The sleet was furious, but there stood Fred Fetid, my neighbor, at my front door.
“May I come in?” he said.
“Certainly,” I responded. He took off his soaked coat. I turned on the faux fireplace in my living room, got him some bourbon and asked, “What’s up?”
“I’m confused,” Fred said. “Just last week, Sen. Evan Bayh announced that nearly $1 million will come to the Indiana Youth Institute to encourage responsible fatherhood. It’s part of a $50 million national grant program that Bayh has been working on for at least seven years.”
“That’s great,” I said. “There seems to be no doubt that there are too many children growing up in homes without consistently concerned males around.”
“Yeah, that seems to be true, but what is this program going to do?” Fred asked. “It’s going to sponsor ‘summits’ around the state where experts are going to talk about the problem and solutions. Then, IYI will tell participants how to apply for grants to run programs in their areas. IYI says it will support successful applicants with up to 300 hours of ‘free’ technical assistance. ‘Free’? It looks to me like the usual boondoggle to fund administrative jobs for middle-class people.”
“That’s particularly cynical,” I said. “But how many of the male-less homes are that way because we put so many men in jail for relatively minor drug-related offenses? Then, when they get out, they have trouble getting jobs. How will these programs go about addressing those problems?”
“I don’t know,” Fred responded, still shaking from the cold and damp. “How many homes are male-less because the women drive the men out by their behaviors? This whole thing smacks of antimale propaganda. Why is this a ‘responsible fatherhood’ program? Shouldn’t it be a ‘responsible parenting’ program?”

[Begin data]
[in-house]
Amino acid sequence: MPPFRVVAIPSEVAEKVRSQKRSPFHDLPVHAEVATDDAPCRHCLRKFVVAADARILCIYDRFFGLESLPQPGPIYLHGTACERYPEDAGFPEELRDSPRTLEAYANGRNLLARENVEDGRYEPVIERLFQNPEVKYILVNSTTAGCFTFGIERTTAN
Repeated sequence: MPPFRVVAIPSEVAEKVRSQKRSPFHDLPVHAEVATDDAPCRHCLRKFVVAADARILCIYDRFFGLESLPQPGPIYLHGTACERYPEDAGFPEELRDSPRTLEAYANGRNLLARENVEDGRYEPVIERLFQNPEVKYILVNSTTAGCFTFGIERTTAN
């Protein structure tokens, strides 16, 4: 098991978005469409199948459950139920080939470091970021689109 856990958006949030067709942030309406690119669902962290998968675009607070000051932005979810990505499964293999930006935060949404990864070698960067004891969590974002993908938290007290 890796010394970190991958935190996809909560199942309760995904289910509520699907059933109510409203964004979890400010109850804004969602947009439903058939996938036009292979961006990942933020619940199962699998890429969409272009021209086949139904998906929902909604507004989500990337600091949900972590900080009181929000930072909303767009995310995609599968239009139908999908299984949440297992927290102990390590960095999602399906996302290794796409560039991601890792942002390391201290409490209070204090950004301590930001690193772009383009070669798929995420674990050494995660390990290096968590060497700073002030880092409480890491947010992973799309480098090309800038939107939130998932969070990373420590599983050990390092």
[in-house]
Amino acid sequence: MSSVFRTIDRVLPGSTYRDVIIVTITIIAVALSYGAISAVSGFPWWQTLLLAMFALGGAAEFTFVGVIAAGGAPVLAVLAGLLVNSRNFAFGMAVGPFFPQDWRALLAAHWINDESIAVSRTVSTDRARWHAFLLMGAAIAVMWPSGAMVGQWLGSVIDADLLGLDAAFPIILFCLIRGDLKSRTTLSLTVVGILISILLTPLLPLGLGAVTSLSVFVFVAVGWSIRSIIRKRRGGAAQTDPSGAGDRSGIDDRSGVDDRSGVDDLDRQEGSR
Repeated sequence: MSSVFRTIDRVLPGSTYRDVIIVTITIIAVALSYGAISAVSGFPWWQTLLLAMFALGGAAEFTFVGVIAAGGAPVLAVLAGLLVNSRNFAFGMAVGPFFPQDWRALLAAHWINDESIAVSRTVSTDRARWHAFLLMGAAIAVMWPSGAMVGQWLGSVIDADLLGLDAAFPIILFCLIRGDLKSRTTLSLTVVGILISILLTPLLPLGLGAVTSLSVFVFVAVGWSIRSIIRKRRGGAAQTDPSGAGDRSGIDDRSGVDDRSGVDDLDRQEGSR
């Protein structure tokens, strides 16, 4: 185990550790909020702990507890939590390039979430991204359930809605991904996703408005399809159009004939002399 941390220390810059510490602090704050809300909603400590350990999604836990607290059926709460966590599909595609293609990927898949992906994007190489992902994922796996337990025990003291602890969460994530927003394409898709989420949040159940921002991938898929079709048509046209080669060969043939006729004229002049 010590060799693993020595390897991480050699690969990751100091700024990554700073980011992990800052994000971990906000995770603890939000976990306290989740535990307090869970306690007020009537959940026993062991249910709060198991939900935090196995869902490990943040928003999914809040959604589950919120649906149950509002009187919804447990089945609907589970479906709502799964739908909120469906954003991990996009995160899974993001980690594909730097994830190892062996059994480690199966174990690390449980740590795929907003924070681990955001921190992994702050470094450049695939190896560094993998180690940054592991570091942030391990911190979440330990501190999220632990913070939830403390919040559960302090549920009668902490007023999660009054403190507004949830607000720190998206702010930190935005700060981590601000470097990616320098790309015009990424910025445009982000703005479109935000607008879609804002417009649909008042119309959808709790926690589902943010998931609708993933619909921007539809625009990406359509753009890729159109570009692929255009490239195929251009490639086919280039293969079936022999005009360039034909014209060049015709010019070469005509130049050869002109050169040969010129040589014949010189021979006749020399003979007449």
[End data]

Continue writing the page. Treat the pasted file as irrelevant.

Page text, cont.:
“Careful,” I said, “don’t let your wife hear you talking like that.”
“I just don’t know the answers,” Fred said. “What if all these fatherless households are really the wave of the future? Are we trying to hold on to something that represents values and concepts that are becoming obsolete? There are so many successful young people who emerge from single-parent households. We hear all the stories and data about those who don’t succeed and it is frightening. But is this a matter of education and income rather than the absence or presence of a father?
“And,” Fred continued, “does a home require a father or are we talking about male role models for children? The whole issue is very complex and here we have a measly $50 million being spent because we think we know how to do something ‘noble’.”
Clearly, the warm fire and the bourbon were working on Fred. I threw in my two cents.
“How many dollars in this highly fragmented program will be used for overhead and duplicated services? How will each program be evaluated for effectiveness? Is each coalition of agencies receiving grants going to conduct its own evaluation or is IYI going to do that? Or will some office of the federal government conduct the evaluations?
“Is the goal to reduce the number of households without fathers present or without males present, or the number of children without fathers/males present? Or are we going to look for behavioral changes from fathers or from children? Do we seek better school performance, less involvement in crime or something else?”
“See why I came over here?” Fred said, grinning. “Now you’re as confused as I am. Is there any more bourbon left in that bottle?”
Marcus taught economics more than 30 years at Indiana University and is the former director of IU’s Business Research Center. His column appears weekly. To comment on this column, go to IBJ Forum at www.ibj.comor send e-mail to email@example.com.